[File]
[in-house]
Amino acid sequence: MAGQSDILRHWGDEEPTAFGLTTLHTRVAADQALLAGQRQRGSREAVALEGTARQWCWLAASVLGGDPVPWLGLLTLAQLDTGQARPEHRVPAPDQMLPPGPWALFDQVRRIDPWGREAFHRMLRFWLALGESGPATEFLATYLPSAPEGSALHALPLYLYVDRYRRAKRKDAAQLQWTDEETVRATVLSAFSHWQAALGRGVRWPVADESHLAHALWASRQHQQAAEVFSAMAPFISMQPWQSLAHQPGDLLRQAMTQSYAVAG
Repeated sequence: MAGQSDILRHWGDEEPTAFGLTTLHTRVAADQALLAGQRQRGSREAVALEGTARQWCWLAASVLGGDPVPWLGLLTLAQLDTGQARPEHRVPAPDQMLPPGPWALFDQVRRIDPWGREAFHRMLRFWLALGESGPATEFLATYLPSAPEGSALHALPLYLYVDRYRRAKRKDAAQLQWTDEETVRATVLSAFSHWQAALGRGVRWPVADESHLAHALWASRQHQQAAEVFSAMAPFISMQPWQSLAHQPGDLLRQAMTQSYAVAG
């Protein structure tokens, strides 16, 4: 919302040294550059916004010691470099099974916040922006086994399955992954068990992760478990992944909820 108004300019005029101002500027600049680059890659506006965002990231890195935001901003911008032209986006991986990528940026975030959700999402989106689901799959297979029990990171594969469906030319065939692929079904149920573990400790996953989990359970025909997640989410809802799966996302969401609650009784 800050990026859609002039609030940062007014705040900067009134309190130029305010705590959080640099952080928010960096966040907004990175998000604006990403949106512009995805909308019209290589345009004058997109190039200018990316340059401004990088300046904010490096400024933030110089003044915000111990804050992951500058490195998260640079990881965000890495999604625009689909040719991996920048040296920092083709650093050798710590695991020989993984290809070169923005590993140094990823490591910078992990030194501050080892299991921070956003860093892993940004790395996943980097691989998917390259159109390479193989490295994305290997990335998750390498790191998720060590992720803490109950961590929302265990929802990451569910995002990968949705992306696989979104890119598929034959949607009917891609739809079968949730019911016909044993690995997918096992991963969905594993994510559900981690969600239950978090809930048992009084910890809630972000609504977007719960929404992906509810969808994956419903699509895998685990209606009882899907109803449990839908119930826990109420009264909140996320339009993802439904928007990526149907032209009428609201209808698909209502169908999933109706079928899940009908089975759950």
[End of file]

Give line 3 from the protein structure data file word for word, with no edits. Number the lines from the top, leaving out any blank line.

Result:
Repeated sequence: MAGQSDILRHWGDEEPTAFGLTTLHTRVAADQALLAGQRQRGSREAVALEGTARQWCWLAASVLGGDPVPWLGLLTLAQLDTGQARPEHRVPAPDQMLPPGPWALFDQVRRIDPWGREAFHRMLRFWLALGESGPATEFLATYLPSAPEGSALHALPLYLYVDRYRRAKRKDAAQLQWTDEETVRATVLSAFSHWQAALGRGVRWPVADESHLAHALWASRQHQQAAEVFSAMAPFISMQPWQSLAHQPGDLLRQAMTQSYAVAG